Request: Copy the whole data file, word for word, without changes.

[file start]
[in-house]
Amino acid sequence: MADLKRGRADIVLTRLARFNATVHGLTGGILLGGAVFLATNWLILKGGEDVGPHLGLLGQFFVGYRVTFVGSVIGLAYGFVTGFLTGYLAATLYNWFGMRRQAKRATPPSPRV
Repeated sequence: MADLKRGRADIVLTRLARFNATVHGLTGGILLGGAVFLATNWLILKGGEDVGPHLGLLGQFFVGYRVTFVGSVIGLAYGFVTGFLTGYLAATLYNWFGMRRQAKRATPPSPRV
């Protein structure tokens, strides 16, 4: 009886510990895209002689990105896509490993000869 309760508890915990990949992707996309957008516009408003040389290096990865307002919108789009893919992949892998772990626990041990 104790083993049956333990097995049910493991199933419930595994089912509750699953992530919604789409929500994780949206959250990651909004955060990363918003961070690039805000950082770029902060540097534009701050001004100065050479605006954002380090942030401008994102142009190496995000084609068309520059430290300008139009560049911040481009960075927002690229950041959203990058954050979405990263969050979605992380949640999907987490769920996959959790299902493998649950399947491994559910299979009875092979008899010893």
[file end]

[in-house]
Amino acid sequence: MADLKRGRADIVLTRLARFNATVHGLTGGILLGGAVFLATNWLILKGGEDVGPHLGLLGQFFVGYRVTFVGSVIGLAYGFVTGFLTGYLAATLYNWFGMRRQAKRATPPSPRV
Repeated sequence: MADLKRGRADIVLTRLARFNATVHGLTGGILLGGAVFLATNWLILKGGEDVGPHLGLLGQFFVGYRVTFVGSVIGLAYGFVTGFLTGYLAATLYNWFGMRRQAKRATPPSPRV
């Protein structure tokens, strides 16, 4: 009886510990895209002689990105896509490993000869 309760508890915990990949992707996309957008516009408003040389290096990865307002919108789009893919992949892998772990626990041990 104790083993049956333990097995049910493991199933419930595994089912509750699953992530919604789409929500994780949206959250990651909004955060990363918003961070690039805000950082770029902060540097534009701050001004100065050479605006954002380090942030401008994102142009190496995000084609068309520059430290300008139009560049911040481009960075927002690229950041959203990058954050979405990263969050979605992380949640999907987490769920996959959790299902493998649950399947491994559910299979009875092979008899010893």